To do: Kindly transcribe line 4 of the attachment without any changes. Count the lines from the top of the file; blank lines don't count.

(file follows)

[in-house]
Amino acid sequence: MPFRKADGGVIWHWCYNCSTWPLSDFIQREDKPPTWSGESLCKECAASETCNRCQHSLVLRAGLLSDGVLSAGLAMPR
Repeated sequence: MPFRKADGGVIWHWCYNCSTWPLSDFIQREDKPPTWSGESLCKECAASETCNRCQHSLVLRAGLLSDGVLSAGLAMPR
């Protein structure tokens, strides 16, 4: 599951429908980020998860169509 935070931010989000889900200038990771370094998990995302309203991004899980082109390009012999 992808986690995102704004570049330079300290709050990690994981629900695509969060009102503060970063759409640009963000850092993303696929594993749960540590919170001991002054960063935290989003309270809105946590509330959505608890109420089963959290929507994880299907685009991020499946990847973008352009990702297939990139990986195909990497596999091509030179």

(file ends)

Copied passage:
């Protein structure tokens, strides 16, 4: 599951429908980020998860169509 935070931010989000889900200038990771370094998990995302309203991004899980082109390009012999 992808986690995102704004570049330079300290709050990690994981629900695509969060009102503060970063759409640009963000850092993303696929594993749960540590919170001991002054960063935290989003309270809105946590509330959505608890109420089963959290929507994880299907685009991020499946990847973008352009990702297939990139990986195909990497596999091509030179």